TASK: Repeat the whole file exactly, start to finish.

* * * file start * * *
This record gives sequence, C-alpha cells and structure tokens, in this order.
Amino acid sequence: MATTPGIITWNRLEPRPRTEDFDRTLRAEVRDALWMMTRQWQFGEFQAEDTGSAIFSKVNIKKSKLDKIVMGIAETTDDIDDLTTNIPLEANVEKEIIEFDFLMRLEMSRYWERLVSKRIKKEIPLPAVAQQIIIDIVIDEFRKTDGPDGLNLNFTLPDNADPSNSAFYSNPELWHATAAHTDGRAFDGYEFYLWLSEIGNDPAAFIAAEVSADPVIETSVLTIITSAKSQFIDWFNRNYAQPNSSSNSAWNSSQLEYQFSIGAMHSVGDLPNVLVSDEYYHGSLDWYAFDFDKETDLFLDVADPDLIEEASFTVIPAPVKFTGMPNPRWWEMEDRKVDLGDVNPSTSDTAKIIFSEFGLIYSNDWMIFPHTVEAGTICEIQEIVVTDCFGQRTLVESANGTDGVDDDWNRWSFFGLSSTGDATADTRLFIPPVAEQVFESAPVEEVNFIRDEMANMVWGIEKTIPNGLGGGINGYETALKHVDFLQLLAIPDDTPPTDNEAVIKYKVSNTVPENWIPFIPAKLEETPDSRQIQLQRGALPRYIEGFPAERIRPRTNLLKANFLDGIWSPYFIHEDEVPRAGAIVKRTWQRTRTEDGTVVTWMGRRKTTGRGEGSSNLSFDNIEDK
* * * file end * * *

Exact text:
This record gives sequence, C-alpha cells and structure tokens, in this order.
Amino acid sequence: MATTPGIITWNRLEPRPRTEDFDRTLRAEVRDALWMMTRQWQFGEFQAEDTGSAIFSKVNIKKSKLDKIVMGIAETTDDIDDLTTNIPLEANVEKEIIEFDFLMRLEMSRYWERLVSKRIKKEIPLPAVAQQIIIDIVIDEFRKTDGPDGLNLNFTLPDNADPSNSAFYSNPELWHATAAHTDGRAFDGYEFYLWLSEIGNDPAAFIAAEVSADPVIETSVLTIITSAKSQFIDWFNRNYAQPNSSSNSAWNSSQLEYQFSIGAMHSVGDLPNVLVSDEYYHGSLDWYAFDFDKETDLFLDVADPDLIEEASFTVIPAPVKFTGMPNPRWWEMEDRKVDLGDVNPSTSDTAKIIFSEFGLIYSNDWMIFPHTVEAGTICEIQEIVVTDCFGQRTLVESANGTDGVDDDWNRWSFFGLSSTGDATADTRLFIPPVAEQVFESAPVEEVNFIRDEMANMVWGIEKTIPNGLGGGINGYETALKHVDFLQLLAIPDDTPPTDNEAVIKYKVSNTVPENWIPFIPAKLEETPDSRQIQLQRGALPRYIEGFPAERIRPRTNLLKANFLDGIWSPYFIHEDEVPRAGAIVKRTWQRTRTEDGTVVTWMGRRKTTGRGEGSSNLSFDNIEDK